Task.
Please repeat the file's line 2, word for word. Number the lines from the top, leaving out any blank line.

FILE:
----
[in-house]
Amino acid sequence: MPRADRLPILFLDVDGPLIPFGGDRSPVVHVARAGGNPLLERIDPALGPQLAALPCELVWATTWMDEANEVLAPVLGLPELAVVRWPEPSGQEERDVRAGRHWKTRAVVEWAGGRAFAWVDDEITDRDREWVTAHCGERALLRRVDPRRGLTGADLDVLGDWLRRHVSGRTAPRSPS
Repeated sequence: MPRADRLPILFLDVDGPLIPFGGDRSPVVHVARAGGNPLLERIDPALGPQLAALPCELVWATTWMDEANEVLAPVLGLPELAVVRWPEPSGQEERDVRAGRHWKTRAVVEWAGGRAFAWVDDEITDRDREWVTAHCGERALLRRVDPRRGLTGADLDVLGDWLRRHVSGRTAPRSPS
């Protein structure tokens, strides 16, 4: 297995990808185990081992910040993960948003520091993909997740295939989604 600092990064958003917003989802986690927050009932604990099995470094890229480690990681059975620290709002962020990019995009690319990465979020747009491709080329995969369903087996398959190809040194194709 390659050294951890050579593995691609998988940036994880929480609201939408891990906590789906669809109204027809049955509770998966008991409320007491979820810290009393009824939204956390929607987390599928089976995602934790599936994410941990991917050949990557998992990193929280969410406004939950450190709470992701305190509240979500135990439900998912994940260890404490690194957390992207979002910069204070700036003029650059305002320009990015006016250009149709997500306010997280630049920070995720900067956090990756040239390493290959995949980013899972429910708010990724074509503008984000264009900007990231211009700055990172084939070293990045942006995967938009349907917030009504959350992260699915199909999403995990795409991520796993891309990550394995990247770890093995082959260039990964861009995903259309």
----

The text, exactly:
Amino acid sequence: MPRADRLPILFLDVDGPLIPFGGDRSPVVHVARAGGNPLLERIDPALGPQLAALPCELVWATTWMDEANEVLAPVLGLPELAVVRWPEPSGQEERDVRAGRHWKTRAVVEWAGGRAFAWVDDEITDRDREWVTAHCGERALLRRVDPRRGLTGADLDVLGDWLRRHVSGRTAPRSPS